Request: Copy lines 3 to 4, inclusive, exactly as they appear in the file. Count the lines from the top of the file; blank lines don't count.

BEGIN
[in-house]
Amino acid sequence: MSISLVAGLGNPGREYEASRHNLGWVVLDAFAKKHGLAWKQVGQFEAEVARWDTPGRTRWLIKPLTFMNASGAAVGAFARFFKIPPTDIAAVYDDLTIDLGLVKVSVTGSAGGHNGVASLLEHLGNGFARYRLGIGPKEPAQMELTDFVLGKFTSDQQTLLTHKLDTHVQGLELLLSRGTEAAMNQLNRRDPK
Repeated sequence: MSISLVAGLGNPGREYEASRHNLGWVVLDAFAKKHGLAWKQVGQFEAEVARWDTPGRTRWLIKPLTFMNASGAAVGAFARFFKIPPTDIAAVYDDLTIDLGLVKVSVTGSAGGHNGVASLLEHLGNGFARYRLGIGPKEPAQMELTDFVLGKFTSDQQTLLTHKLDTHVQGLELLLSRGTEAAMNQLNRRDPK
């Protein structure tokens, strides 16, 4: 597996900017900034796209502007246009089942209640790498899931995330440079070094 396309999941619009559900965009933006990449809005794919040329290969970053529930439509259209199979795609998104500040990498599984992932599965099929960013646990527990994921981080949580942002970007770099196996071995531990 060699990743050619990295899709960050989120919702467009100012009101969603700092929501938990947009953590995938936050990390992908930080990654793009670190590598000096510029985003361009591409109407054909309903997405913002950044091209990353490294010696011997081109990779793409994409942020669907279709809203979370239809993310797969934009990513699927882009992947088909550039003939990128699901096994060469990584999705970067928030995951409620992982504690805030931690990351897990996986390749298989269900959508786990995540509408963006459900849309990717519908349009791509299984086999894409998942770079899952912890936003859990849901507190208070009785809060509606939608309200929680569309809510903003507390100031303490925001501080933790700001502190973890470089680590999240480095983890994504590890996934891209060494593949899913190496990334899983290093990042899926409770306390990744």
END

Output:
Repeated sequence: MSISLVAGLGNPGREYEASRHNLGWVVLDAFAKKHGLAWKQVGQFEAEVARWDTPGRTRWLIKPLTFMNASGAAVGAFARFFKIPPTDIAAVYDDLTIDLGLVKVSVTGSAGGHNGVASLLEHLGNGFARYRLGIGPKEPAQMELTDFVLGKFTSDQQTLLTHKLDTHVQGLELLLSRGTEAAMNQLNRRDPK
């Protein structure tokens, strides 16, 4: 597996900017900034796209502007246009089942209640790498899931995330440079070094 396309999941619009559900965009933006990449809005794919040329290969970053529930439509259209199979795609998104500040990498599984992932599965099929960013646990527990994921981080949580942002970007770099196996071995531990 060699990743050619990295899709960050989120919702467009100012009101969603700092929501938990947009953590995938936050990390992908930080990654793009670190590598000096510029985003361009591409109407054909309903997405913002950044091209990353490294010696011997081109990779793409994409942020669907279709809203979370239809993310797969934009990513699927882009992947088909550039003939990128699901096994060469990584999705970067928030995951409620992982504690805030931690990351897990996986390749298989269900959508786990995540509408963006459900849309990717519908349009791509299984086999894409998942770079899952912890936003859990849901507190208070009785809060509606939608309200929680569309809510903003507390100031303490925001501080933790700001502190973890470089680590999240480095983890994504590890996934891209060494593949899913190496990334899983290093990042899926409770306390990744």